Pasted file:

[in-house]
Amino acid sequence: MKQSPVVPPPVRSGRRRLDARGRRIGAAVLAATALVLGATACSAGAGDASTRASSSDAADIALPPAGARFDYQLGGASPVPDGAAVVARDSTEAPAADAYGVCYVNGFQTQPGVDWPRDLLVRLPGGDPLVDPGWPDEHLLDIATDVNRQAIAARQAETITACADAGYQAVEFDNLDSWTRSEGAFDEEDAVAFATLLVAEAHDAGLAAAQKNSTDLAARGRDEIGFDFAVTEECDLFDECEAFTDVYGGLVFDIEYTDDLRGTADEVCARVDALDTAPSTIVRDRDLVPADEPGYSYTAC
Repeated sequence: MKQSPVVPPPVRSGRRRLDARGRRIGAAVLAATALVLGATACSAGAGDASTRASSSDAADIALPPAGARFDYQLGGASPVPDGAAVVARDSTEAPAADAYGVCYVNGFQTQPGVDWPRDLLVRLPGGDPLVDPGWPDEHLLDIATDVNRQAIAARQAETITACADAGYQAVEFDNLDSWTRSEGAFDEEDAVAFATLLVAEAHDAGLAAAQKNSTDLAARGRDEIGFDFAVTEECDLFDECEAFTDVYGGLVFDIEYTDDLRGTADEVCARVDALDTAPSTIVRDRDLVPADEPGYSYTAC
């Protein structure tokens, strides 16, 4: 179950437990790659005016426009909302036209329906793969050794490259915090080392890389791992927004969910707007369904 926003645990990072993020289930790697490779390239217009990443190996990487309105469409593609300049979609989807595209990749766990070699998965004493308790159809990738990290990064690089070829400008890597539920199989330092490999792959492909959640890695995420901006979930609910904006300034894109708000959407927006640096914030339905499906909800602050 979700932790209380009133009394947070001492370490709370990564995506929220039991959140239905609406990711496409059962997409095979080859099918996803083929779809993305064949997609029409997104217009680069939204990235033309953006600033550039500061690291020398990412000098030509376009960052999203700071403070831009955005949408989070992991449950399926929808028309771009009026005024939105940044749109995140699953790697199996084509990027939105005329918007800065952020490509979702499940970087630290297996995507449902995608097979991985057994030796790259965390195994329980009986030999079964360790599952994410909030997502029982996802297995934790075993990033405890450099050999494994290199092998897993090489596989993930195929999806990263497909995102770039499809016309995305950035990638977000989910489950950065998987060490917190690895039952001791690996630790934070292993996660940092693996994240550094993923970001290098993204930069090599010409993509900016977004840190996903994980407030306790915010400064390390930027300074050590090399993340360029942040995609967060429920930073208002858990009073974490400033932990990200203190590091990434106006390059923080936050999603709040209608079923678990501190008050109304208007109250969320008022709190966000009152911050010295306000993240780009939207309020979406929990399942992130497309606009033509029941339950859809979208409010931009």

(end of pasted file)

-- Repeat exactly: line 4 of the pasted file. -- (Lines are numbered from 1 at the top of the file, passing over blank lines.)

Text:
């Protein structure tokens, strides 16, 4: 179950437990790659005016426009909302036209329906793969050794490259915090080392890389791992927004969910707007369904 926003645990990072993020289930790697490779390239217009990443190996990487309105469409593609300049979609989807595209990749766990070699998965004493308790159809990738990290990064690089070829400008890597539920199989330092490999792959492909959640890695995420901006979930609910904006300034894109708000959407927006640096914030339905499906909800602050 979700932790209380009133009394947070001492370490709370990564995506929220039991959140239905609406990711496409059962997409095979080859099918996803083929779809993305064949997609029409997104217009680069939204990235033309953006600033550039500061690291020398990412000098030509376009960052999203700071403070831009955005949408989070992991449950399926929808028309771009009026005024939105940044749109995140699953790697199996084509990027939105005329918007800065952020490509979702499940970087630290297996995507449902995608097979991985057994030796790259965390195994329980009986030999079964360790599952994410909030997502029982996802297995934790075993990033405890450099050999494994290199092998897993090489596989993930195929999806990263497909995102770039499809016309995305950035990638977000989910489950950065998987060490917190690895039952001791690996630790934070292993996660940092693996994240550094993923970001290098993204930069090599010409993509900016977004840190996903994980407030306790915010400064390390930027300074050590090399993340360029942040995609967060429920930073208002858990009073974490400033932990990200203190590091990434106006390059923080936050999603709040209608079923678990501190008050109304208007109250969320008022709190966000009152911050010295306000993240780009939207309020979406929990399942992130497309606009033509029941339950859809979208409010931009």